Country & Garden: Nature Notes

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The Independent Culture
HORNETS LEAD strange lives. At this time of year each nest will contain a queen and the season's offspring. The workers toiling in and out to bring the colony food are more of the queen's daughters, born earlier in the summer, and all sterile. Their existence seems pathetically short - three weeks at most.

In October young queens and males leave the nests and, after suitable partners have mated, the new queens seek out places in which to hibernate for the winter - niches in walls, or under the bark of trees. The old queen remains in the nest and dies there, surrounded by a few faithful workers - for, unlike bees, hornets have no system of storing food.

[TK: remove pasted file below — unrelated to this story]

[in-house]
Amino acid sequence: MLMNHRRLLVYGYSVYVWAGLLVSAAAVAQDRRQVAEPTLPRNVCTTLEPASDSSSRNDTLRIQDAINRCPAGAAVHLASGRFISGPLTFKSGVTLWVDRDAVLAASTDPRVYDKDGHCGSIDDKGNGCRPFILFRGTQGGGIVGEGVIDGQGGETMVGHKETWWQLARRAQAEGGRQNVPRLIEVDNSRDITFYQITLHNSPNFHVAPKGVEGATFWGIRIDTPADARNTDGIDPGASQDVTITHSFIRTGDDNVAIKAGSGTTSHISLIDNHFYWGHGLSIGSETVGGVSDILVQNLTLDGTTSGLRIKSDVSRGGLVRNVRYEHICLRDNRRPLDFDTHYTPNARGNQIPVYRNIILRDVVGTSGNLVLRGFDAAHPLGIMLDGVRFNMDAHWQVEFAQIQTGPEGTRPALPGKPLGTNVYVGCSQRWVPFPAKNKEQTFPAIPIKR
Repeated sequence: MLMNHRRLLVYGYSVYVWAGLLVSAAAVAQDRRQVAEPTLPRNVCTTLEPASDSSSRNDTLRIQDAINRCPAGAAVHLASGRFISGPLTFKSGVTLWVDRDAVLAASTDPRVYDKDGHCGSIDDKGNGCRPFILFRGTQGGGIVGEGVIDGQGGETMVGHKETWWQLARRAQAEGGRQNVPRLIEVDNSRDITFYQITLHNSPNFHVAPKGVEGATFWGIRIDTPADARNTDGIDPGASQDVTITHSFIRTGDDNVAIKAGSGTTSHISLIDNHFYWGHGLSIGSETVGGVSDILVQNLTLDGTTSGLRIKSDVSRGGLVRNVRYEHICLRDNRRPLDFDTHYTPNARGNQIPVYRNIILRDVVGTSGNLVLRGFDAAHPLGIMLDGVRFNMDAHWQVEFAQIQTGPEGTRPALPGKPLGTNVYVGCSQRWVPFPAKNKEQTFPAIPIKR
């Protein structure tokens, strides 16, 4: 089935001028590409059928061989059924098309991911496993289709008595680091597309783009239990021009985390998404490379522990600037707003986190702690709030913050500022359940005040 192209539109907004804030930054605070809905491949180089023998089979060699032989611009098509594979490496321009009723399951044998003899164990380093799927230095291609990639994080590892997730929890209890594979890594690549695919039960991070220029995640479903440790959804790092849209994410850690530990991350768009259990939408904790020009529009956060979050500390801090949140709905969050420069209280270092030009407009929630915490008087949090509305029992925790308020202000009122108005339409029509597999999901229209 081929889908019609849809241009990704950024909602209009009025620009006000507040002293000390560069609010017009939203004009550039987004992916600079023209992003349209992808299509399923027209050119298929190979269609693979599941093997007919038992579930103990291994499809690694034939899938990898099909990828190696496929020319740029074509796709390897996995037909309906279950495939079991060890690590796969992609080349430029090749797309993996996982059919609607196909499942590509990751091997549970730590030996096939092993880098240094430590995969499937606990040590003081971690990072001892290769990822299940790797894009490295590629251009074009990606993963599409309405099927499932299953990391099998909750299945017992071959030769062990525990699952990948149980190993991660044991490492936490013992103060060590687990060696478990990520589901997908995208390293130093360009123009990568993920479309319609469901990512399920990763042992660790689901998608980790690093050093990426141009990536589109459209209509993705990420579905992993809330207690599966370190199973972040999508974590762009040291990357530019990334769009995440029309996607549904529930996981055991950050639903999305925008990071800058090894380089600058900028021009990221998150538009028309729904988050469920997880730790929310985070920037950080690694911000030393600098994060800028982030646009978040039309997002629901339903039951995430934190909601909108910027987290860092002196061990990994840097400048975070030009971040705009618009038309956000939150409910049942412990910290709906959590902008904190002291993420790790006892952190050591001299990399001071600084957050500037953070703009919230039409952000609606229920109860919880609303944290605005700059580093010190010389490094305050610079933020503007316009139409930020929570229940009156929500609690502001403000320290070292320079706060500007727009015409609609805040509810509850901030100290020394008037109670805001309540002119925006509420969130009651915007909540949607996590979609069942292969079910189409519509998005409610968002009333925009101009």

During the winter some of the hibernating queens are eaten by foraging shrews; but in spring those that survive wake up and become highly aggressive. Many are stung to death as they battle for supremacy in mid-air combat. Maybe only one in 100 succeeds in raising a colony of her own.

Hornets are much maligned. Their reputation for being dangerous is quite undeserved, for although they are equipped by nature to fight each other for survival, they are otherwise pacific creatures, and rarely attack humans unless provoked.